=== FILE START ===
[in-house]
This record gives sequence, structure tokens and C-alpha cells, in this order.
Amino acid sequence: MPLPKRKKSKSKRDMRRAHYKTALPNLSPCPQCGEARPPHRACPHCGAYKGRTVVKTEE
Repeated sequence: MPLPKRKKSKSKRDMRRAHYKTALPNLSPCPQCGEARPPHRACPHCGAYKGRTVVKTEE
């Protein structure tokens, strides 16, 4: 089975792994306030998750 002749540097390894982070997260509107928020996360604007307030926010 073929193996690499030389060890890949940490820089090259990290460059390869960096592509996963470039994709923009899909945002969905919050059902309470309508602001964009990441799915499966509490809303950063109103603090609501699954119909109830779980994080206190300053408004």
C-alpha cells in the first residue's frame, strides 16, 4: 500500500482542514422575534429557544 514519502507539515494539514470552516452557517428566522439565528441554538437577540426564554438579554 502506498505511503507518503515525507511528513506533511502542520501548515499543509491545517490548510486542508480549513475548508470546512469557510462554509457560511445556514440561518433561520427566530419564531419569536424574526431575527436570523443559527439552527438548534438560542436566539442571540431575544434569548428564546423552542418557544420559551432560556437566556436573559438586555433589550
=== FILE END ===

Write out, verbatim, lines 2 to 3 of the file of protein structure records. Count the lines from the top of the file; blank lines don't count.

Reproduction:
This record gives sequence, structure tokens and C-alpha cells, in this order.
Amino acid sequence: MPLPKRKKSKSKRDMRRAHYKTALPNLSPCPQCGEARPPHRACPHCGAYKGRTVVKTEE